Hi-Lo memory vs. Whole Foods in JP

The recent closing of Hi-Lo Foods in Jamaica Plain sparked community sadness and a sense of loss. The store, which operated for 47 years at the same location, offered foods and household goods from various Latin America origins. Not only did Hi-Lo offer home comforts and foods  to Jamaica Plain’s diverse and transplanted Latino community, it did so at an affordable price.

With the ending of a communal staple, local residents turned dejection into outrage. They have recently started to voice concerns over the proposed introduction of a new tenant to the former Hi-Lo site: Whole Foods Market.

Hi-Lo occupied an interesting location that has obvious appeal to a company that prides itself on attracting customers by offering diverse and funky food options. The former family-operated supermarket straddled the imaginary border between Jamaica Plain’s Caucasian and Hispanic neighborhood subgroups. Moreover, where the two communities merged, a growing crowd of young and adventurous hipsters flocked to enjoy the affordability of Hi-Lo’s low cost produce and creature comforts. Unfortunately, Whole Foods opening in this mix of classes is viewed by many as the final push into the total gentrification of JP.

And you know what they say about gentrification: White people sure don’t mind it. Whole Foods operates each individual store in a manner that meets the needs of the local community.  So, the JP Whole Foods will more than likely specialize in Latino food items. In addition to this, they also hire team members from the particular locale in order to promote their image of being a member of the neighborhood.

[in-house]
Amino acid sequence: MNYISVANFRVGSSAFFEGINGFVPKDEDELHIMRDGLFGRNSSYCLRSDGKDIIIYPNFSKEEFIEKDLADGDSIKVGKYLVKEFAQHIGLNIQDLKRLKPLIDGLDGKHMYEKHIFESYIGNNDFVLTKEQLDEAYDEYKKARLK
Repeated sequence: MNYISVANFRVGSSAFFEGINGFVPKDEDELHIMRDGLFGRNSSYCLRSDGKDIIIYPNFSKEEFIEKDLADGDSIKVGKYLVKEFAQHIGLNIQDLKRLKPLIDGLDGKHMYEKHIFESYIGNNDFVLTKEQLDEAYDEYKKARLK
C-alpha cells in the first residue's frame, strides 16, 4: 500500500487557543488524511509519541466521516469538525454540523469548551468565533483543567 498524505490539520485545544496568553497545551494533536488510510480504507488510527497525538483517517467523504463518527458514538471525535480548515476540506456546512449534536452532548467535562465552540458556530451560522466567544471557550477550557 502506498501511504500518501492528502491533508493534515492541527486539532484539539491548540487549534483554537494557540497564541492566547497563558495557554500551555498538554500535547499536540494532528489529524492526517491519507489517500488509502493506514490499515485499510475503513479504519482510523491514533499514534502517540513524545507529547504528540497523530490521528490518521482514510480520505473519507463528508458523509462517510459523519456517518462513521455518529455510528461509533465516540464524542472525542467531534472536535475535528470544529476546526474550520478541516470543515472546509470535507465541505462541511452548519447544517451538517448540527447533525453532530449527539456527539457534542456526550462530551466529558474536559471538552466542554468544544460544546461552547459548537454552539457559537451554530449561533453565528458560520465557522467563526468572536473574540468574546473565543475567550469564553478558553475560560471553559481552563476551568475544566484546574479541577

On the outside, it seems harmless enough. Seeing as how Whole Foods pays employees better than average, job creation and decent wages are good things. Add to that benefits and profit sharing for full-time employees on top of a 20 percent discount [for all employees] and it is easy to lose sight of concern.

Many of the residents, in particular recent immigrants, cannot afford to do much of their shopping at Whole Foods. Hi-Lo did not just offer the community what the community wanted in terms of product, they also did so at a price that the community could afford. A shopper spending $100 at Hi-Lo could walk out with eight bags of groceries. At Whole Foods, that shopper might leave with three.

So while those loyal to Hi-Lo may take their business elsewhere out of protest or economics, where does that leave Whole Foods? The answer is simple: Whole Foods is going to attract shoppers who are more comfortable with that style of shopping, yet, who would otherwise not venture into that particular area of Jamaica Plain. In essence, it will be a safe haven for “whitey.”

There are many Caucasian residents in JP, many of whom celebrate the diverse backgrounds of Jamaica Plain’s residents. They would not only go to a place like Hi-Lo, they would also patronize the many local independent shops dotting the vicinity. They help support community businesses.

The new location of Whole Foods will attract the type of shopper that will now feel comfortable entering Jamaica Plain to pick up  “authentic” Latino fare while avoiding the real authentic boutiques and shops immediately surrounding the store. These shoppers will support Whole Foods and not the community. That is the concern.

The upscale, organic, grocer will definitely bring more traffic into JP, but what is the point when those shoppers are making one individual store their only destination? How does that build community? Only time will tell.